1st January 1919
The loss of His Majesty’s Yacht Iolaire in the early hours of New Year’s Day 1919 is undoubtedly the most tragic single occurrence to befall the combined island of Lewis and Harris.
In all 174 Lewismen and seven Harrismen were drowned at the Beasts of Holm in sight of the Stornoway harbour lights with many bodies not recovered.
Thanks to the bravery of John F. Macleod from the Port of Ness most of the survivors got ashore from the line he secured to the rocks. Despite the proximity of the shore a gale had blown up as the yacht approached Stornoway and the location of the wreck was an exposed one leaving the sea a cauldron that experienced swimmers could not survive in. Men were dashed on rocks and the lifeboats, which were launched, were quickly swamped in the darkness of the night.
Although there was a radio aboard, the Telegraphist could not generate power to transmit due to water in the batteries and the rockets fired, although spotted by the Stornoway Royal Navy base named Iolaire, did not generate the speedy rescue that was necessary before all was lost. When the yacht’s lights failed those left aboard must have felt a shiver as they clung perilously to the railings, with the roar of the waves crashing on the rocks and the rending of the hull on the Beasts piercing their very souls.
Out of the crew of 27 there were seven survivors who joined the rescued islanders on the road to Anderson Young’s farm for shelter once it was realised nothing could be done after the vessel heeled over leaving nothing but her masts exposed.
As dawn rose, one sailor, Donald Morrison from 7 Knockaird, was rescued from a mast, shortly after another mast held onto by three others had been broken by the storm.
The Iolaire sank…bringing home from the war 200 men to be drowned on their own doorsteps, a tragedy that breaks the mind… *
Bodies were washed up on Sandwick shore and as news of the tragedy spread from Stornoway to the various districts, the relatives of those lost came to the shore and to the mortuary at the RNR base to identify their loved ones. Many carts returned empty, as the sea had held onto a third of the casualties, another crushing blow to the families of the island sailors that had once sailed so proudly under Admirals such as Jellicoe, Beatty and Sturdee.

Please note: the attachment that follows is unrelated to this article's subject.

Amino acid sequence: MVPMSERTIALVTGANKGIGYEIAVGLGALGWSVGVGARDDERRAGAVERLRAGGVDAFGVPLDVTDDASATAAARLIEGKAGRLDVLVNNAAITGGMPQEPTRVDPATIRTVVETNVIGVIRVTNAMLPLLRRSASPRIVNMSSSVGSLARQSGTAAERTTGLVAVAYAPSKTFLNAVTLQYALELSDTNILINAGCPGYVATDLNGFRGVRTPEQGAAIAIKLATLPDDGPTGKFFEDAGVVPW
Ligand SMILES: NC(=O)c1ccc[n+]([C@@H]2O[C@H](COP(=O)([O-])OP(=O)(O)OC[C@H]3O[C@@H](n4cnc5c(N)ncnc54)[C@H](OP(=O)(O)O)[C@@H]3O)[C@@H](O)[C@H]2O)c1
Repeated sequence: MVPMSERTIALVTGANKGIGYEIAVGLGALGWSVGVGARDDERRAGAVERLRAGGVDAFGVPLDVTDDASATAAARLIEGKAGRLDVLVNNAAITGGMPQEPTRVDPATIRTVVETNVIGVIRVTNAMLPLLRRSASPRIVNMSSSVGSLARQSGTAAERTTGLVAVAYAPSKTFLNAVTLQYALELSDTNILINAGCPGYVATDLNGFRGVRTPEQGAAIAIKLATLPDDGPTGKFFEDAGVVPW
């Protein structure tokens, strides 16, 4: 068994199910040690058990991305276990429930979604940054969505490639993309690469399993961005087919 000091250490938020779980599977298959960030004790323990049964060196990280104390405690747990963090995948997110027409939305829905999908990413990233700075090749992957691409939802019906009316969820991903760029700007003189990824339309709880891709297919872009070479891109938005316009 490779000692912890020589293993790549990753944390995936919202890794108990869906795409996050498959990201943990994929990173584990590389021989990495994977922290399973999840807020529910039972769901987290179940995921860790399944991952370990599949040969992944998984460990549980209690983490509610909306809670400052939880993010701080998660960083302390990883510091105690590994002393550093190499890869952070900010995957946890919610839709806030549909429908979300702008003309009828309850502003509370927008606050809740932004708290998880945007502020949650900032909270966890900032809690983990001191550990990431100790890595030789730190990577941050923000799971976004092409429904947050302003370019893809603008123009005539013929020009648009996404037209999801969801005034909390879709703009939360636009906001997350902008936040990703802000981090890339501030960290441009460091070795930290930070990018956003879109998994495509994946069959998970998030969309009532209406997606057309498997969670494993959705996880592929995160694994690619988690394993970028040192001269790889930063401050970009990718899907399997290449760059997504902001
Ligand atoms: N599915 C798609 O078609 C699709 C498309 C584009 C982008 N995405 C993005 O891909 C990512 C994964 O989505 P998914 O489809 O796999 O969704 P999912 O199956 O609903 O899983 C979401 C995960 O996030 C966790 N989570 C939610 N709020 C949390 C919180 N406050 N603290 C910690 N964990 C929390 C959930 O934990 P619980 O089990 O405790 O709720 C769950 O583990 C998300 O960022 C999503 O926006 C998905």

The Stornoway lads that were found were practically washed up to where they were interred on various dates at Sandwick Cemetery along with six unidentified colleagues who were interred on 14 January 1919 and also have Commonwealth War Graves Commission headstones, all neatly aligned and inscribed at the bases, “Known Unto God.”
The Armistice had been declared six weeks earlier and the railhead at Kyle of Lochalsh on New Year’s Eve had become crowded with khaki and navy uniformed figures that came off troop trains hoping to be home to celebrate the end of the war and a fresh new dawn as 1919 began. Many servicemen were demobbed and ready to resume their peacetime occupations while others were receiving a well-earned leave after the strife of 1918. All had presents for their loved ones and were longing to see each their families after the deprivations of war.
Lewis had lost a thousand war dead from a generation in their prime before that fatal night and so this unexpected blow struck a dagger in the backbone of the island, as scarcely a house was not affected in one way or another. Harris had lost 121 men before five more were added to the roll on the war memorial later erected at Tarbert and the Isle of Berneray (Harris) lost two more to add to the sixteen who had succumbed earlier.
All of the officers of the yacht were drowned and so the rumours spread but Commander Richard Mason and his navigating officer, Lieutenant Edmund Cotter were considered proficient seamen by colleagues. That they made a mistake cannot be denied, especially as they were new to the route from Kyle of Lochalsh, but to suggest that they acted negligently cannot be proven as all witnesses at the enquiry swore to their sobriety.
* Iain Crichton Smith: Between sea and moor.